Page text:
A blog to give a voice to our concern about the continued erosion of our democratic processes not only within the House of Commons and within our electoral system but also throughout our society. Here you will find articles about the current problems within our parliamentary democracy, about actions both good and bad by our elected representatives, about possible solutions, opinions and debate about the state of democracy in Canada, and about our roles/responsibilities as democratic citizens. We invite your thoughtful and polite comments upon our posts and ask those who wish to post longer articles or share ideas on this subject to submit them for inclusion as a guest post.
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Sunday, June 7, 2009

Access to Information

I have previously posted an article by Mark, here once again he has hit upon an important part of our democratic process and so I am pleased to repeat his post in its entirety below…..

Access to Information is our right. So why is so much shrounded in secrecy and inaccessible?

Sshhh. It’s secret.

But maybe, just maybe, it shouldn’t be.

Having been a observer of international and Canadian politics, working for the Green Party of Canada on it’s highest-level strategic arm, campaigning in elections, and as a student and writer, the most important tool in my life has been information. While you may come from a different background, you will likely be able say information has played a significant role in your life. Indeed, many say we live in the Age of Information.

So why, when it is so critical to our professional lives and public lives, is it that so much information is kept from us? How is it that a society that prides itself on transparency and democracy has based some of its most important decisions on secrecy? Worse yet, how is it possible that individuals and organizations – from political leaders, to the parties they lead, to the government institutions that spend our tax money - champion transparency and democracy then act with such smug levels of hypocrisy when they don’t apply those same standards to themselves?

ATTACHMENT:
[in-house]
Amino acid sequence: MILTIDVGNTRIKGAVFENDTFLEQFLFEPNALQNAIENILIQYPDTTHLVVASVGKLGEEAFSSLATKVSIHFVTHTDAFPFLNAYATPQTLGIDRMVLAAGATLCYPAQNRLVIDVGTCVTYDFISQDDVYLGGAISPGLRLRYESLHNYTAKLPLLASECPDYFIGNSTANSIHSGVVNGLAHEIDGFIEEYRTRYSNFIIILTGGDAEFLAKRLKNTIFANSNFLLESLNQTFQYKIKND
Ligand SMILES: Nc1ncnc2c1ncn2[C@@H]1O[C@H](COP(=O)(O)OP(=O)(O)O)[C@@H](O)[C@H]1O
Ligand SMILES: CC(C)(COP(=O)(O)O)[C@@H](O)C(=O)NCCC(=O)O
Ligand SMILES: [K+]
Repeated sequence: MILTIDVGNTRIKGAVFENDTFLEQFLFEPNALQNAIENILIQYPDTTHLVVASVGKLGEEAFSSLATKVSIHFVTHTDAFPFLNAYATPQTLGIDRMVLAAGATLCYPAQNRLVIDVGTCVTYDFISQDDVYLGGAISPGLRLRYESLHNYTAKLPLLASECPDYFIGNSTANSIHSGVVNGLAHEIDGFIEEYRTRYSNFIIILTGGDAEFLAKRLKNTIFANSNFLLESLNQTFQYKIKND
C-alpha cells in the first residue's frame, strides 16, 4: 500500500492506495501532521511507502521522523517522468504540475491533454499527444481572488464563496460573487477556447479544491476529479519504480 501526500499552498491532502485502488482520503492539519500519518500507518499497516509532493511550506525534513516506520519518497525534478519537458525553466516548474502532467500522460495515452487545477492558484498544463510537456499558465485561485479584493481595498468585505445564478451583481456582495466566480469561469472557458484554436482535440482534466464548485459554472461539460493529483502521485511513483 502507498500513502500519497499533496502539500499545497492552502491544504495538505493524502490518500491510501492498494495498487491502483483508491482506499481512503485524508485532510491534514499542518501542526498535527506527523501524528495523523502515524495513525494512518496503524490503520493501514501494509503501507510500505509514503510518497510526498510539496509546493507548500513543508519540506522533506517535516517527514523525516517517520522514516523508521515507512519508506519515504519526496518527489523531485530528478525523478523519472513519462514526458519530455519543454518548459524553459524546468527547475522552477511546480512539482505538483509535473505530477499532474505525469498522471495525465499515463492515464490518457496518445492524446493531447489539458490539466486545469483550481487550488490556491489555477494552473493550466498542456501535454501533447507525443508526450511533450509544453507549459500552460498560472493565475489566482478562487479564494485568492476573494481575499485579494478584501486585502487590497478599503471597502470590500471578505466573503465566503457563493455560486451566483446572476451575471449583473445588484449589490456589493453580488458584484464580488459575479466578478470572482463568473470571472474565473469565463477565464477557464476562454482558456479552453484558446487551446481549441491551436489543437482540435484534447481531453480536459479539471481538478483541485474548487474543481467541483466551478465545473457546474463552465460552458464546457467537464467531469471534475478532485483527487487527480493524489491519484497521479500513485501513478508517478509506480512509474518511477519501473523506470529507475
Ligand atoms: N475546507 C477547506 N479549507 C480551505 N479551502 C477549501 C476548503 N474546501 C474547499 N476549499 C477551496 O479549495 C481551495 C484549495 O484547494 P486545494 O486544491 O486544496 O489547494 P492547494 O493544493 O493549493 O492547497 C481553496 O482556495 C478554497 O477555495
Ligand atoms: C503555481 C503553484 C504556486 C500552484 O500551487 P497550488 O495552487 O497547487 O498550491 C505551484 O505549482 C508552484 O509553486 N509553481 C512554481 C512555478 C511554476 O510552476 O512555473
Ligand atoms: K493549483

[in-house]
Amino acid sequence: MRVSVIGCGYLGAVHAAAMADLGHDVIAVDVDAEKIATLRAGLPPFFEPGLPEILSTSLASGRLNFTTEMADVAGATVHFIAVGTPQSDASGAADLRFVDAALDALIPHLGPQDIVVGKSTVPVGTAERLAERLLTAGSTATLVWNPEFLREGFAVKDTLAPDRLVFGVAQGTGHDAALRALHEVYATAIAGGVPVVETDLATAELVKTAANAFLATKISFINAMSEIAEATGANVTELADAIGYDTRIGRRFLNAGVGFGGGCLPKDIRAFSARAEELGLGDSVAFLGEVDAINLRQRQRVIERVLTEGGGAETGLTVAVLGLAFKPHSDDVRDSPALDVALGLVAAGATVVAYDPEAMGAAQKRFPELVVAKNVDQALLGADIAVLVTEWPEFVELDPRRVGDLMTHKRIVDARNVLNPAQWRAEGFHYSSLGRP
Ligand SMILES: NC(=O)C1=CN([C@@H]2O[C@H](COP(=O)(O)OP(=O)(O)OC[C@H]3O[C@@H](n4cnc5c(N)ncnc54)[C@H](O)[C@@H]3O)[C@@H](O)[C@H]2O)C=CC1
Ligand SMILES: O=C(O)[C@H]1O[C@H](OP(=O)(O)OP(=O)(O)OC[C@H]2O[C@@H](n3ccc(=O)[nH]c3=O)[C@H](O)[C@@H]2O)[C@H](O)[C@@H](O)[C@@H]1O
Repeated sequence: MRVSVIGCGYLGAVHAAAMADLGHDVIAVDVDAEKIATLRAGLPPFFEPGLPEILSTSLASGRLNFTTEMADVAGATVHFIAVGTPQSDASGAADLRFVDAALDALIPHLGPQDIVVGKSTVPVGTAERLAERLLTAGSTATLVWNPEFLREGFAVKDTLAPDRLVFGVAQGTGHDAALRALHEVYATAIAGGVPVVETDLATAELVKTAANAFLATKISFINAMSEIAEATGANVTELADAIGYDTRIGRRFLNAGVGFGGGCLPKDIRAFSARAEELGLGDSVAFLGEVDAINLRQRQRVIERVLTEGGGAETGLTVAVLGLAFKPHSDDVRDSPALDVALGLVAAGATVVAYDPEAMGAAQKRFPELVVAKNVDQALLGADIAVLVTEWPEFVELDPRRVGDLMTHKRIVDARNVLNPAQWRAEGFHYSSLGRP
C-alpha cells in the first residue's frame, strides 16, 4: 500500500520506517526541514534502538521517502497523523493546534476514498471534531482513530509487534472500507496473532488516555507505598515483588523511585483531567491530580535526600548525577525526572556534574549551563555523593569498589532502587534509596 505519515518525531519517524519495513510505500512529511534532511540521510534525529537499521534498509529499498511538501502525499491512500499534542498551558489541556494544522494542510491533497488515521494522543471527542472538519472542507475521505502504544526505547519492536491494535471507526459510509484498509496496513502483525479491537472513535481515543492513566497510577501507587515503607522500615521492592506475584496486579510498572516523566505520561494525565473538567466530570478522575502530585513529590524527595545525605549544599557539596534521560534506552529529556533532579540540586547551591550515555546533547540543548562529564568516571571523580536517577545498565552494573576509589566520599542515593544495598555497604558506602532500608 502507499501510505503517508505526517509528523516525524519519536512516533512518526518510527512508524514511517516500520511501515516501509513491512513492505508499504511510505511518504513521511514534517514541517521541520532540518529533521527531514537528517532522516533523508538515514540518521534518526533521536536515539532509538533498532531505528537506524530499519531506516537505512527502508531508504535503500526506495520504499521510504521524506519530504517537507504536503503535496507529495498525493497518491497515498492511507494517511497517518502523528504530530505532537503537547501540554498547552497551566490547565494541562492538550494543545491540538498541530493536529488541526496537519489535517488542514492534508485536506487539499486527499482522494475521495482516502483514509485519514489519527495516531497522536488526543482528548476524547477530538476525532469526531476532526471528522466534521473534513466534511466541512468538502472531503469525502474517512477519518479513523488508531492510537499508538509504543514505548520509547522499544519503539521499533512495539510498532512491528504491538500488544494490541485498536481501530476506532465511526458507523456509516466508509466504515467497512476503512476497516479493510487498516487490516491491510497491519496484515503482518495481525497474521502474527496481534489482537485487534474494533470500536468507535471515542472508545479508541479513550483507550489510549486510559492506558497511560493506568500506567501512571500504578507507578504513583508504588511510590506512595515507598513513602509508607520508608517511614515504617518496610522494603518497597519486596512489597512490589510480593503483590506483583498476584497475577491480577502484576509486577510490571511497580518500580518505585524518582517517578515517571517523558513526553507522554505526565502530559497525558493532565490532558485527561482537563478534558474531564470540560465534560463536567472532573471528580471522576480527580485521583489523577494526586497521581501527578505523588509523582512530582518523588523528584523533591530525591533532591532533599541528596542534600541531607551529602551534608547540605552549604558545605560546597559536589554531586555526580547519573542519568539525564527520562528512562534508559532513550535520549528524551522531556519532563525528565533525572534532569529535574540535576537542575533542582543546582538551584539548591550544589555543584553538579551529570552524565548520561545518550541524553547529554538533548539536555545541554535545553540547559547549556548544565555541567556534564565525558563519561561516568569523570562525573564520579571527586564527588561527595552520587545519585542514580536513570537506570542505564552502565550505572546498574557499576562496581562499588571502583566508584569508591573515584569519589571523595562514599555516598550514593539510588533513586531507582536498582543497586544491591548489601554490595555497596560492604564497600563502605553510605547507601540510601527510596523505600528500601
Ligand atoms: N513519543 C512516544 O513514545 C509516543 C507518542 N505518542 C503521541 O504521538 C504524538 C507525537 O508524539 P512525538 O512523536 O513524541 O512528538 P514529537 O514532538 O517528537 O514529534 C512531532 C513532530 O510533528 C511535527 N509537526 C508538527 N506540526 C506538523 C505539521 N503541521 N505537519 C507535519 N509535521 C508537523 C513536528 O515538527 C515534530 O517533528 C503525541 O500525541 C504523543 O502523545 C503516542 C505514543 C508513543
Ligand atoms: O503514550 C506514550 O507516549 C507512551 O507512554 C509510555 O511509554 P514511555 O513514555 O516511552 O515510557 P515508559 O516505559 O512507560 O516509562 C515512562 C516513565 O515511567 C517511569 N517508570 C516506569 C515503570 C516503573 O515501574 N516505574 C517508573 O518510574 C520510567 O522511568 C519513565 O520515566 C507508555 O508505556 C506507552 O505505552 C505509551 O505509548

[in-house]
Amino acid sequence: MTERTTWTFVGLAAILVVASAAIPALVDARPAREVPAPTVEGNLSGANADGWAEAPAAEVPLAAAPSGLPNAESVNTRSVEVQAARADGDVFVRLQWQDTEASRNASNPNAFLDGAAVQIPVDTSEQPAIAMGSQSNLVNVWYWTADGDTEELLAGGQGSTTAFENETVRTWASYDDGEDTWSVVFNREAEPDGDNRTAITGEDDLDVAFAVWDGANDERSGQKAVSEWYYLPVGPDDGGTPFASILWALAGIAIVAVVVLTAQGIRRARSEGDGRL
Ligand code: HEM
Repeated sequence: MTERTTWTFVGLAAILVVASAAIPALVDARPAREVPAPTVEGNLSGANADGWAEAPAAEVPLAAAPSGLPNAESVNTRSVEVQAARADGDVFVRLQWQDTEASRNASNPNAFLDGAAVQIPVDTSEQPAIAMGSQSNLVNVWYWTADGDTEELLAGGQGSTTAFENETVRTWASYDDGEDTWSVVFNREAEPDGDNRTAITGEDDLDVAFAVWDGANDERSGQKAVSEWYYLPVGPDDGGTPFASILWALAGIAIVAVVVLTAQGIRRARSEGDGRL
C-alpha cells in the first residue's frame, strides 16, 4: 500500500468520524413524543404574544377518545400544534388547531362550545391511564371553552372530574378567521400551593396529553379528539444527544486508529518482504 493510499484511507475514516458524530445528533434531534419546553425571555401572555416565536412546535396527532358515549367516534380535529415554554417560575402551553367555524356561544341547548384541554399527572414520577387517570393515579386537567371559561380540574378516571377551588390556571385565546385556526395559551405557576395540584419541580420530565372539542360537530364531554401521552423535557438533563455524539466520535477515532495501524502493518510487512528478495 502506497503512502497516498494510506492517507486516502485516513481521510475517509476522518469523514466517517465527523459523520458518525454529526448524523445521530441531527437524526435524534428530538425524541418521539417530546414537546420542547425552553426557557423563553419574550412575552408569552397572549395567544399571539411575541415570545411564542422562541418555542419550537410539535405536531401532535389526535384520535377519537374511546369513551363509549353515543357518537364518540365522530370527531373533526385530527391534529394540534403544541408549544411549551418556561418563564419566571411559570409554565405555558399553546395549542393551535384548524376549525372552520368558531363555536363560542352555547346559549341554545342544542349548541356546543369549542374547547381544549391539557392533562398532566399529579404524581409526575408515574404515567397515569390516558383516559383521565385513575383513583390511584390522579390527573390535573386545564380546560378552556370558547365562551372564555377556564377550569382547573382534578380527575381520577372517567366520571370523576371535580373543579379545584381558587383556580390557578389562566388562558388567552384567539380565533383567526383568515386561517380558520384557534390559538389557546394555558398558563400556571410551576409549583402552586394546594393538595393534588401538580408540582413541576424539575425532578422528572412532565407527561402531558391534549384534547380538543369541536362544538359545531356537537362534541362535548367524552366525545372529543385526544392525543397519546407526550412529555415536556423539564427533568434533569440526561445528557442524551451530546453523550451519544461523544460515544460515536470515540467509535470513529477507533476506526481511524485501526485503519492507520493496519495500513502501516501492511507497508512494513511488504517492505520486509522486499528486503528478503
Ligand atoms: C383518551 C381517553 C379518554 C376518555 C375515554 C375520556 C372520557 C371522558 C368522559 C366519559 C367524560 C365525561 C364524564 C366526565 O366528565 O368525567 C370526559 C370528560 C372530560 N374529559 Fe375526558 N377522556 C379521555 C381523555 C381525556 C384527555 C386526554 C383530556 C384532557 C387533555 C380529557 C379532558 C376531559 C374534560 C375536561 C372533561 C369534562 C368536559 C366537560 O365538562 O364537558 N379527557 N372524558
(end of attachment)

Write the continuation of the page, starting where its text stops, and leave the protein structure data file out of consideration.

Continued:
We face a massive problem with both secrecy and access to information. These may not be catchy topics, certainly not one that alone will get front pages of our media (which is sort of part of the problem), but I now believe it is one of the most fundamental challenges we face.
So now here’s the beef. In 1983, Canada enshrined the Access to Information Act. We were a moral beacon sitting on a high moral perch just where we like to be, believing that if a citizen wanted information on an issue in Canada, they had to right to receive it.

Yet twenty years later, the results aren’t as rosy as we might like to suspect. Earlier this year Information Commissioner Robert Marleau released a report on the access to information act, noting that “twenty-five years along we are no longer as relevant. It’s not entirely by design, it’s more by neglect.” One problem is that unless you are a Canadian citizen there are various additional requirements (read barriers) you must meet before making an application for access to information. Yet at the same time, Canada has signed international statutes and protocols guaranteeing all people rights and freedoms, not only citizens. As Marleau noted “The freedom to seek information of all kinds, regardless of frontier, should be available to all citizens of the planet.”The process by which people can receive information is also costly, bureaucratic and drawn out, or even worse, can lead to systematic denial. Take the recent example of the Department of Foreign Affairs and International Relations. In February, David Akin reported that despite lawyers confirming that the department was in violation the Access to Information Act by applying special “preparation fees”, it has prevented the release of upwards of 160,000 pages of documents on “everything from the mission in Afghanistan to the NATO briefing materials Maxime Bernier left at his girlfriend’s, to new free trade deals.” And that’s just one department.